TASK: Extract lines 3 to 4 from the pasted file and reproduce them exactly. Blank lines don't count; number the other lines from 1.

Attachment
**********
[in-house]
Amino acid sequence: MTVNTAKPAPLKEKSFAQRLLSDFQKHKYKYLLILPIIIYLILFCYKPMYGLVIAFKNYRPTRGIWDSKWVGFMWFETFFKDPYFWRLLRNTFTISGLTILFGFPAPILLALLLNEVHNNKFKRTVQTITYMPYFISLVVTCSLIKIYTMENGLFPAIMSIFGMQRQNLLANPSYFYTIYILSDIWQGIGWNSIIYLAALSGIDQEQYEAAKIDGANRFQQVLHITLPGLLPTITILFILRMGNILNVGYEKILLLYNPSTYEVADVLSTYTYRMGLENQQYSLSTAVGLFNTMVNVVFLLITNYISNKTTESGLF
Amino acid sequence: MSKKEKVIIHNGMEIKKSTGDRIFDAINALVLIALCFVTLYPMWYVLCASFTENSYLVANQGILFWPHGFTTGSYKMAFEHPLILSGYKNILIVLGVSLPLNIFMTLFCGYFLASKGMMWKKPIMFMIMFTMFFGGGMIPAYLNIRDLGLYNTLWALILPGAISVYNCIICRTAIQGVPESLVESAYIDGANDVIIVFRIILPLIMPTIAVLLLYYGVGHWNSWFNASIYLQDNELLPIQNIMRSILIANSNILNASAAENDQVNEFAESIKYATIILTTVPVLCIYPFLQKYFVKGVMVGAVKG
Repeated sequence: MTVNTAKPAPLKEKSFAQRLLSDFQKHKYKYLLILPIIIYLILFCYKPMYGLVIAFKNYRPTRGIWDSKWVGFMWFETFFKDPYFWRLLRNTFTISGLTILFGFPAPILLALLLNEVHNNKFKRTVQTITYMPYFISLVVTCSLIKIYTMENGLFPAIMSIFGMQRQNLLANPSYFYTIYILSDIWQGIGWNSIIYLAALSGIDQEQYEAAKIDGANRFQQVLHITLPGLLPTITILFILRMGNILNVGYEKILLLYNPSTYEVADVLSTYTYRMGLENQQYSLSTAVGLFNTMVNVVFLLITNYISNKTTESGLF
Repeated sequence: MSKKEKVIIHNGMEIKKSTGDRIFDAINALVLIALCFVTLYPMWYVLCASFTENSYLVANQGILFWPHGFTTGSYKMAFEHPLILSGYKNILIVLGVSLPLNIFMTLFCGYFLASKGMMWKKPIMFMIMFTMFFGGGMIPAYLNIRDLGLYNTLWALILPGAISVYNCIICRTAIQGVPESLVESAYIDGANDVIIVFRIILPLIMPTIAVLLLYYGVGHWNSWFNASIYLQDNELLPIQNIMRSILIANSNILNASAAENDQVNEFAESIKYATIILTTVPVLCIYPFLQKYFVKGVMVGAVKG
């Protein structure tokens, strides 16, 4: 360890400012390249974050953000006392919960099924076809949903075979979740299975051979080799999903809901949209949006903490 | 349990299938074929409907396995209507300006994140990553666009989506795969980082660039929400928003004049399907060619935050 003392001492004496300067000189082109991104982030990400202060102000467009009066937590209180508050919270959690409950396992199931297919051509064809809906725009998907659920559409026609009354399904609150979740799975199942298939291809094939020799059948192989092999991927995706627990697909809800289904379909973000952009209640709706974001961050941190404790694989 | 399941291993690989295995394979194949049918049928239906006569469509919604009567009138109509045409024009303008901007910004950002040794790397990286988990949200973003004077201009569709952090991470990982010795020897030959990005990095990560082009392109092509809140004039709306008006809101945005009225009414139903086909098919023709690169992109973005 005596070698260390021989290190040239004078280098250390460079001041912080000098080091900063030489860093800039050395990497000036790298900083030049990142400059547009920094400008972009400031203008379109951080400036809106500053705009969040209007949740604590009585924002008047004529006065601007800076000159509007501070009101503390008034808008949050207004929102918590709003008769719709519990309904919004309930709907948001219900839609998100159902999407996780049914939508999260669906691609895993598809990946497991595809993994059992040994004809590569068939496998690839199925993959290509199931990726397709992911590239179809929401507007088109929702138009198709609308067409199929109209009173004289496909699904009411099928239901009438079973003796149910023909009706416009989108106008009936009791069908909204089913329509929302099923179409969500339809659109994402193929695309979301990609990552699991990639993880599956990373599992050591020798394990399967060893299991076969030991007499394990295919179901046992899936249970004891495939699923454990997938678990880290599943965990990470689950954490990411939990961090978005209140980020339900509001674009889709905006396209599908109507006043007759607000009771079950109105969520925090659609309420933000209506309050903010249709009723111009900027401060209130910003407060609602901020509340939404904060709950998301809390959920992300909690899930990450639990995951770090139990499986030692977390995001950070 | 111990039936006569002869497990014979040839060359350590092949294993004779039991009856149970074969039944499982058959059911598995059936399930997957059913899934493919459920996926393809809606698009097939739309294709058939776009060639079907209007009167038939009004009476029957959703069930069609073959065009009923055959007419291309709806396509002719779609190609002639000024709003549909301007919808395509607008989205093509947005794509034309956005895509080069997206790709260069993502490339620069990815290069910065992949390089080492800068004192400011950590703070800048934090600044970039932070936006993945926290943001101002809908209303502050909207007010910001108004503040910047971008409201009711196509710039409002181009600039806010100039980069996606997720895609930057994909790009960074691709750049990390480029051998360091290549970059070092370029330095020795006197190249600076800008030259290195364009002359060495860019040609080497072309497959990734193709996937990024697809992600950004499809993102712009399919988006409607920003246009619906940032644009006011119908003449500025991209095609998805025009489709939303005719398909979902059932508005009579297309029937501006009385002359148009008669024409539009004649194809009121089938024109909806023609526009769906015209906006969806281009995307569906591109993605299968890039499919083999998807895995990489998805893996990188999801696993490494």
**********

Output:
Amino acid sequence: MSKKEKVIIHNGMEIKKSTGDRIFDAINALVLIALCFVTLYPMWYVLCASFTENSYLVANQGILFWPHGFTTGSYKMAFEHPLILSGYKNILIVLGVSLPLNIFMTLFCGYFLASKGMMWKKPIMFMIMFTMFFGGGMIPAYLNIRDLGLYNTLWALILPGAISVYNCIICRTAIQGVPESLVESAYIDGANDVIIVFRIILPLIMPTIAVLLLYYGVGHWNSWFNASIYLQDNELLPIQNIMRSILIANSNILNASAAENDQVNEFAESIKYATIILTTVPVLCIYPFLQKYFVKGVMVGAVKG
Repeated sequence: MTVNTAKPAPLKEKSFAQRLLSDFQKHKYKYLLILPIIIYLILFCYKPMYGLVIAFKNYRPTRGIWDSKWVGFMWFETFFKDPYFWRLLRNTFTISGLTILFGFPAPILLALLLNEVHNNKFKRTVQTITYMPYFISLVVTCSLIKIYTMENGLFPAIMSIFGMQRQNLLANPSYFYTIYILSDIWQGIGWNSIIYLAALSGIDQEQYEAAKIDGANRFQQVLHITLPGLLPTITILFILRMGNILNVGYEKILLLYNPSTYEVADVLSTYTYRMGLENQQYSLSTAVGLFNTMVNVVFLLITNYISNKTTESGLF